People want to be seen as good. That’s one of the driving desires to be a part of society — to be seen as a good person and holding the public interest as a priority.
I learned this lesson from reading a fascinating read, “The Righteous Mind“ by Jonathan Haidt. Once I took that lesson to heart, I began to understand statements that once seemed ridiculous in a different light. Whether I agreed or not, I understood billionaires arguments that taxes are bad as a belief that they do good in the world by creating jobs for people and that taxes would diminish their capacity to do good. I understood deregulation arguments as a belief that regulation is holding back innovation and jobs and progress.
I say this because the latest conservative hero, Cliven Bundy, had some choice words. His fight to not pay federal land use fees has garnered significant support, including that of Spokane Valley state representative Matt Shea. In talking about – again, his words – the “Negro,” he stated:
“They abort their young children, they put their young men in jail, because they never learned how to pick cotton. And I’ve often wondered, are they better off as slaves, picking cotton and having a family life and doing things, or are they better off under government subsidy? They didn’t get no more freedom. They got less freedom.”
There’s so much factually wrong about this statement; There’s so much that’s emotionally inciteful and racist that’s it’s hard to step back and realize that he actually thinks he’s talking about public interest and what’s good for people. Working backwards, he believes that black Americans don’t have freedom and opportunity in today’s system.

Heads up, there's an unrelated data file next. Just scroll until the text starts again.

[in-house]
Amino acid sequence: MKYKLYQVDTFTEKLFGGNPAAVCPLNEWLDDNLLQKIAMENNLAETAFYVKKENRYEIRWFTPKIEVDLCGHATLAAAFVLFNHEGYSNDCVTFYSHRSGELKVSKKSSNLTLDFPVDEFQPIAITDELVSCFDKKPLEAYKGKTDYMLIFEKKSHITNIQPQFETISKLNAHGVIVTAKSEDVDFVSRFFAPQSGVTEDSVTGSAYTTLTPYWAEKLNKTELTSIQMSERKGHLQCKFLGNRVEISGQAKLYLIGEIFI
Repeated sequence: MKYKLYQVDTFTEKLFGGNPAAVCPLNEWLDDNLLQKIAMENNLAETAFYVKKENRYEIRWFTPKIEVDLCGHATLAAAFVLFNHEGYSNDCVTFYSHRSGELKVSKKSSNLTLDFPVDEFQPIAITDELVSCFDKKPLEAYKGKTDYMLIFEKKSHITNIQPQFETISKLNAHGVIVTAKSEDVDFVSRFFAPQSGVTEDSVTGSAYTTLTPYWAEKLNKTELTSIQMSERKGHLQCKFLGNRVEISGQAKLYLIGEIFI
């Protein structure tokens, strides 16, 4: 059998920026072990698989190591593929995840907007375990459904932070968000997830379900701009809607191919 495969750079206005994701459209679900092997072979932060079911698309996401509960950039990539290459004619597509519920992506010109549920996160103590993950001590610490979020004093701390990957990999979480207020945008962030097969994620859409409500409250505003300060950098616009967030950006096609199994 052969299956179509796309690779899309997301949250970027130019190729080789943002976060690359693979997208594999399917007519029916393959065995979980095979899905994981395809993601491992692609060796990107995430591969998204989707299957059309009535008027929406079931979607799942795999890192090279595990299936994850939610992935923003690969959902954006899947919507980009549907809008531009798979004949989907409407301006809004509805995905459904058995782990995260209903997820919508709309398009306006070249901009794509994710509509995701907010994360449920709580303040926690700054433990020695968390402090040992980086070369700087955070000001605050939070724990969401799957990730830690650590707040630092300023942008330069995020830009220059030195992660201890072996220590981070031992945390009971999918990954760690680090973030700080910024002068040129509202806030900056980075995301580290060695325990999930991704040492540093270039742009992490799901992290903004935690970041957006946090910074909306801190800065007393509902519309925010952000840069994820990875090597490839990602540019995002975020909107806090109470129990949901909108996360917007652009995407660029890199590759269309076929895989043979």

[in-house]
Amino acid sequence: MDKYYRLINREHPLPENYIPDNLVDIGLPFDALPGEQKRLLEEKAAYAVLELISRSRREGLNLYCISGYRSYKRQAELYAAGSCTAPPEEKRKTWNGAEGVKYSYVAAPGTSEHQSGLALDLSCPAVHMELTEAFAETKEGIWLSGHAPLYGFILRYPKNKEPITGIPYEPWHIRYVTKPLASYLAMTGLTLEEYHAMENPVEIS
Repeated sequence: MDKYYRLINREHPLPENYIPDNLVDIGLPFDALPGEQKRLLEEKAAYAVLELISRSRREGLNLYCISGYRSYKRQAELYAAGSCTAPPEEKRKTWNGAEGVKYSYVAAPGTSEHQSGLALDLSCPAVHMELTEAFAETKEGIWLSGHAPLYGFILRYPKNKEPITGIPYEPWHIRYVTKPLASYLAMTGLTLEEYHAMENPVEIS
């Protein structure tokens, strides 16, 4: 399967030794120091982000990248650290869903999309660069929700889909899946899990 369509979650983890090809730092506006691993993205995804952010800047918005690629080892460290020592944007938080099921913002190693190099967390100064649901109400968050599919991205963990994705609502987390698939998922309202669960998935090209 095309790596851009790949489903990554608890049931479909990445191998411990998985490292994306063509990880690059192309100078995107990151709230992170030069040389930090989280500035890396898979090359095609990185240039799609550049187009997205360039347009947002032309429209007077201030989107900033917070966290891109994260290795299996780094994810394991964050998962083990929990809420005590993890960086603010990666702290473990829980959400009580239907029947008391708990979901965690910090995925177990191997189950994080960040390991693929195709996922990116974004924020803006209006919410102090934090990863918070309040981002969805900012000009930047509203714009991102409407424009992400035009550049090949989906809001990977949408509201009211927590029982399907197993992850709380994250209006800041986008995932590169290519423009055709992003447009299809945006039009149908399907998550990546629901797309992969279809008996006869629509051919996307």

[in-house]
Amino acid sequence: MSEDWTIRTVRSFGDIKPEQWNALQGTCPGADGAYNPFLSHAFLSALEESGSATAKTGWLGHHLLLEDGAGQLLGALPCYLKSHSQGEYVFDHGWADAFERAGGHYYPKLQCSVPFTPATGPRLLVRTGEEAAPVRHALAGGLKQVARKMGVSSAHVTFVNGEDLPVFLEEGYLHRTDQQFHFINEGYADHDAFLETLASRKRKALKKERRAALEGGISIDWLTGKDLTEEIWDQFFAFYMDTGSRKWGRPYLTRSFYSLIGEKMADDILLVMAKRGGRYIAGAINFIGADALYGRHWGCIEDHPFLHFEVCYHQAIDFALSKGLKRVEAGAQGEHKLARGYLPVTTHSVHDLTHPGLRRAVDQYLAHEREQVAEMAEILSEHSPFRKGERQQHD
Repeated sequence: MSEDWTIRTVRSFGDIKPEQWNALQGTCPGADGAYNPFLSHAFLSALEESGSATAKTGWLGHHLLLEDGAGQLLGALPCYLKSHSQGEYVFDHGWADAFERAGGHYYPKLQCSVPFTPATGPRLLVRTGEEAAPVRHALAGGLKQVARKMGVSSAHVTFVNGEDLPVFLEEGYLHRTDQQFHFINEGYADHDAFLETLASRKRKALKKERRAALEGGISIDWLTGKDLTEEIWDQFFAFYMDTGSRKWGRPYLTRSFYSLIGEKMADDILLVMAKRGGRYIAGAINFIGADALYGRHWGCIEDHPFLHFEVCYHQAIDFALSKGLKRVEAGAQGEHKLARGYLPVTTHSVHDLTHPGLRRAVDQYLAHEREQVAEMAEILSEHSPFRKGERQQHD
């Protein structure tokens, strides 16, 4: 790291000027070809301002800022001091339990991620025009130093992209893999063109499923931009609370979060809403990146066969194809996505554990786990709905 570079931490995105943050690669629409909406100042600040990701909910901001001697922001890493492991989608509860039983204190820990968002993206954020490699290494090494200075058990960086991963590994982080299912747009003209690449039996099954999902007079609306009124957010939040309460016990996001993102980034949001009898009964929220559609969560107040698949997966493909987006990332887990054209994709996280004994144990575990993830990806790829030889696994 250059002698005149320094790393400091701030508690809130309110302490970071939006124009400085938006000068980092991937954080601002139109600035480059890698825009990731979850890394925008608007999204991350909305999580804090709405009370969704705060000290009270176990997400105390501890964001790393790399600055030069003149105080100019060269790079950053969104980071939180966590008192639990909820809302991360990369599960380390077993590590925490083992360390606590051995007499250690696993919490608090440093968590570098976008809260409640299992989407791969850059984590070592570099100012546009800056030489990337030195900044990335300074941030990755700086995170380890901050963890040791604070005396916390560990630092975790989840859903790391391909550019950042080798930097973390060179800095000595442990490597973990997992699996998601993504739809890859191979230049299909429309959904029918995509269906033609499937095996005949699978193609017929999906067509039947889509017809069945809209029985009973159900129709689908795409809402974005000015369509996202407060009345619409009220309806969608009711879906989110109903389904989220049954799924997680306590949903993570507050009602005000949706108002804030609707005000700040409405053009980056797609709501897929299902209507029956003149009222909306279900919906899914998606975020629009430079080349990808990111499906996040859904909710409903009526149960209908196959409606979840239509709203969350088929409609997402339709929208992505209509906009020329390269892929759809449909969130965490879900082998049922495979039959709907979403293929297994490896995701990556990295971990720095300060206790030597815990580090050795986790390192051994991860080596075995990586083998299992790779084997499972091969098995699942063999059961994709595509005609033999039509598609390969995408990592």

The thing is, that starting place is probably true. Black Americans experience significantly higher unemployment rates, the income and wealth gap between black and white households is getting worse ever since the recession, and new studies continually show bias.
The problem, then, is the factual inaccuracies perpetrated by a whitewashed (literally) history of slavery. Ta-Nehisi Coates has been producing some remarkable posts about inequality in America today, and one of his central points regarding the oft-assumed problem with absent black fathers is that this is a problem borne out of slavery. White slave owners would specifically separate families. The way to prevent rebellion was the be so feared and so disjointed that nothing could organize itself. Likewise, a criminal justice system that targets black folks for prosecution despite no evidence for disproportionate crime rates is the reason for our unjust legal system, not some vagary suggesting the black community puts its own men in jail.
So if he understands the existing disparities today, how do we reconcile in understanding how they came about? I’m not sure. But I do know that we like to live in bubbles, surrounded by people that think like us. Not only that, but when we believe something to be true, we’re actually incapable of internalizing information supporting the other side. If we’re to reconcile, it requires being humble enough to admit we’re not always right, and to build relationships with people that will challenge and expand our understanding of history.